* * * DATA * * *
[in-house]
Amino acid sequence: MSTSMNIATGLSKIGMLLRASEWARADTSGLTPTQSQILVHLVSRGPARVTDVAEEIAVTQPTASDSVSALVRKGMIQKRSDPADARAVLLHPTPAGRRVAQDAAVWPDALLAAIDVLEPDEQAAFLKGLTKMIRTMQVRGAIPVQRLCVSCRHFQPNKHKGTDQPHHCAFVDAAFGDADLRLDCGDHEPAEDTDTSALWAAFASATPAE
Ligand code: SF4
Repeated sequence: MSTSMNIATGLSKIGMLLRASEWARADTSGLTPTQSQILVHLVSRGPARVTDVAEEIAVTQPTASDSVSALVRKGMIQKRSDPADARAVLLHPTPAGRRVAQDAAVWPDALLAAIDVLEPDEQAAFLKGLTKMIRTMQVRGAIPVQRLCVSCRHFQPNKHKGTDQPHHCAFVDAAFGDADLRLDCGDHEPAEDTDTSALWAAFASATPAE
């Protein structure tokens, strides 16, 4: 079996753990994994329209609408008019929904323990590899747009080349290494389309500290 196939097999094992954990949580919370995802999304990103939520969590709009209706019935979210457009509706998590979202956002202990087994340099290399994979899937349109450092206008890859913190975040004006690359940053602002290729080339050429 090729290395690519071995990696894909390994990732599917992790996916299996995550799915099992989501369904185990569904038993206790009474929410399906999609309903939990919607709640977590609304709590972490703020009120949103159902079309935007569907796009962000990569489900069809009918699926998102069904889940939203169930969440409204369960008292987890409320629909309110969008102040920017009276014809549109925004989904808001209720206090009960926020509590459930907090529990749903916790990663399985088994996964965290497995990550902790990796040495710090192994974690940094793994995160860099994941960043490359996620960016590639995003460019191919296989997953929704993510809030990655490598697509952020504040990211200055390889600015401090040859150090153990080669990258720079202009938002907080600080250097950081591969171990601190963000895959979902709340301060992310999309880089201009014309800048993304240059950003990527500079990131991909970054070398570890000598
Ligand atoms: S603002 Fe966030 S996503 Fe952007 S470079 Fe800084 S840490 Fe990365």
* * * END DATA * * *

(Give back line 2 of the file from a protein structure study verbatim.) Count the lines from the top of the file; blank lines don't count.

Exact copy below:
Amino acid sequence: MSTSMNIATGLSKIGMLLRASEWARADTSGLTPTQSQILVHLVSRGPARVTDVAEEIAVTQPTASDSVSALVRKGMIQKRSDPADARAVLLHPTPAGRRVAQDAAVWPDALLAAIDVLEPDEQAAFLKGLTKMIRTMQVRGAIPVQRLCVSCRHFQPNKHKGTDQPHHCAFVDAAFGDADLRLDCGDHEPAEDTDTSALWAAFASATPAE